The Christian faith must be born again, says one prominent pastor.
And to be born again, Christians must be unlocked from "a prison" of long-held assumptions and have the freedom to ask honest questions, Brian McLaren indicates in his newest book, A New Kind of Christianity.
He's not advocating for a new set of beliefs, he says, but rather a "new way of believing."
The proposal doesn't seem like anything new for those familiar with McLaren, who presented A New Kind of Christian nine years ago. But some say his latest book paints a more vivid picture of the emergent church pastor and his beliefs.
"This new book is easily the clearest presentation of McLaren's theology to date," Reformed pastor Kevin DeYoung recently wrote in his blog.
McLaren grew up in a conservative evangelical home and became a committed disciple in his teen years. He considered going into the Episcopal ministry but became an English teacher instead, determined that he could "do more good for the spiritual cause outside the institutional church than inside of it." Without having planned it, he later became a full-time pastor, leading a group of people that had been meeting at his home every week.
Today, after serving as a pastor for more than 30 years, he often sees picketers and leaflets labeling him as "dangerous," "controversial" and "unbiblical" when he visits churches around the world to speak. He wonders, "How did a mild-mannered guy like me get into so much trouble?"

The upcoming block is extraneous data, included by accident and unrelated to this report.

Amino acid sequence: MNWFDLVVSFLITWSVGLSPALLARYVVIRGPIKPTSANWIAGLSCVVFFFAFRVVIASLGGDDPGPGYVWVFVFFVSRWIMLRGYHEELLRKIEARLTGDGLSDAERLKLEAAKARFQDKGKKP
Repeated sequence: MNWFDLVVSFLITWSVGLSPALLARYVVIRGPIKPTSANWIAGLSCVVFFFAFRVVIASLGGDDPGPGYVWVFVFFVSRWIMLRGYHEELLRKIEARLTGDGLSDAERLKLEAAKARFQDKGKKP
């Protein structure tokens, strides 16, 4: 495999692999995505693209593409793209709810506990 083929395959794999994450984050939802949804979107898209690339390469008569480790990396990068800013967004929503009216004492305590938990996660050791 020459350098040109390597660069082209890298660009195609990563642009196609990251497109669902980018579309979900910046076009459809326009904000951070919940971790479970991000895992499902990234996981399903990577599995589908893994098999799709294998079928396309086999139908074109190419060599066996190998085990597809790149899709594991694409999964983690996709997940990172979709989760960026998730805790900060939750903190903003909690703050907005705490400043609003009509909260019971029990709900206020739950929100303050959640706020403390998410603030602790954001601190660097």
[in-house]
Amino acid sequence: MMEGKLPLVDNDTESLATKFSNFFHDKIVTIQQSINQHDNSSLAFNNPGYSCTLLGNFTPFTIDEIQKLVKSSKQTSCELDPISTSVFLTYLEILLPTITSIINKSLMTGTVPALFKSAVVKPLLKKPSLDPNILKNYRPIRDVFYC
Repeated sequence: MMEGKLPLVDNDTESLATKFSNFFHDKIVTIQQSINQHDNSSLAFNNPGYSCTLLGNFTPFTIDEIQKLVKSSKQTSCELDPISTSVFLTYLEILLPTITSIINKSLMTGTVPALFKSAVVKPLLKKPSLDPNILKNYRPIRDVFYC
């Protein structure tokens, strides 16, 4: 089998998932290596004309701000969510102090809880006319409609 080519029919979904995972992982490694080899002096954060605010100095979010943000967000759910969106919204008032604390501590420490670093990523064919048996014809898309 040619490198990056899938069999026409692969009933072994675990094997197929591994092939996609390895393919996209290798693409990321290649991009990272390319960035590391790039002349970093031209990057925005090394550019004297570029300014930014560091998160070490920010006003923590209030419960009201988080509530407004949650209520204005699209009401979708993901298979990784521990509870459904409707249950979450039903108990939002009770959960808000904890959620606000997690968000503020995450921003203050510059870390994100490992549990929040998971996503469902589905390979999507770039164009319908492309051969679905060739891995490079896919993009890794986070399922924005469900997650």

He feels it may partly be because he's asking questions – theological ones that are "by and large answered" for most evangelical Christian leaders.
"They're very satisfied with their theology as it is," McLaren told The Christian Post. But he's not. Hence, the quest for a new kind of Christianity.
"Some people seem to believe that all of those [theological] interpretations are easy and clear, that their church or denomination has nailed them down or figured them out. And I just don't think it's that simple," McLaren said. "I think we're in a constant struggle to understand the truths more deeply and we have to be involved in ongoing, unending repentance where we are willing to say the things that we felt were true maybe were only partially so, so we have more to learn. That to me is part of what being a disciple is."
McLaren once read the Bible through a traditional pair of lens but when he began struggling with questions, he started to view the Scriptures with "fresh eyes."
But he insists he hasn't moved away from certain Christian truths such as the deity of Christ and the authority of Scripture. But he does have some qualms over the "inerrancy" of Scripture.
"The word 'inerrancy' never occurs in Scripture and my concern with inerrancy is that it brings into our discussion about the Bible a set of philosophical assumptions that aren't really necessary and actually can be unhelpful and counterproductive," he commented to The Christian Post.